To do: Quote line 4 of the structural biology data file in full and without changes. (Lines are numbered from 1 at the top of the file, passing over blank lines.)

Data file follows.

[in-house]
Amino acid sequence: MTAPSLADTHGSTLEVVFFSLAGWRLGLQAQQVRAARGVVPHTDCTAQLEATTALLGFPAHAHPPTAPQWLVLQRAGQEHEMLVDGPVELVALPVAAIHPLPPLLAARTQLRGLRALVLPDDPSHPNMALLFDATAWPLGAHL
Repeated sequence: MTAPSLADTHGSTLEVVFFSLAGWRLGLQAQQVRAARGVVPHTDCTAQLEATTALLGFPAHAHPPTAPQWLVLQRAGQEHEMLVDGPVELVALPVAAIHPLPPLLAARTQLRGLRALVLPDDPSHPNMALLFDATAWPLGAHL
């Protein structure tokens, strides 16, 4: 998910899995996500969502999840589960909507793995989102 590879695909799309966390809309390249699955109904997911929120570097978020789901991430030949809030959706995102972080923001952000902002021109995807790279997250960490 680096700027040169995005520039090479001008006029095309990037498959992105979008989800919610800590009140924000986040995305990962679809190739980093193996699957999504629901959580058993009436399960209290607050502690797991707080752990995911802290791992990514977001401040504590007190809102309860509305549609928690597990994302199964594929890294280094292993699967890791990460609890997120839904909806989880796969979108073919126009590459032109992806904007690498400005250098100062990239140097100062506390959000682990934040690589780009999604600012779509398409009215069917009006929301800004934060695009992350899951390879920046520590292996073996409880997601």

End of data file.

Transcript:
């Protein structure tokens, strides 16, 4: 998910899995996500969502999840589960909507793995989102 590879695909799309966390809309390249699955109904997911929120570097978020789901991430030949809030959706995102972080923001952000902002021109995807790279997250960490 680096700027040169995005520039090479001008006029095309990037498959992105979008989800919610800590009140924000986040995305990962679809190739980093193996699957999504629901959580058993009436399960209290607050502690797991707080752990995911802290791992990514977001401040504590007190809102309860509305549609928690597990994302199964594929890294280094292993699967890791990460609890997120839904909806989880796969979108073919126009590459032109992806904007690498400005250098100062990239140097100062506390959000682990934040690589780009999604600012779509398409009215069917009006929301800004934060695009992350899951390879920046520590292996073996409880997601």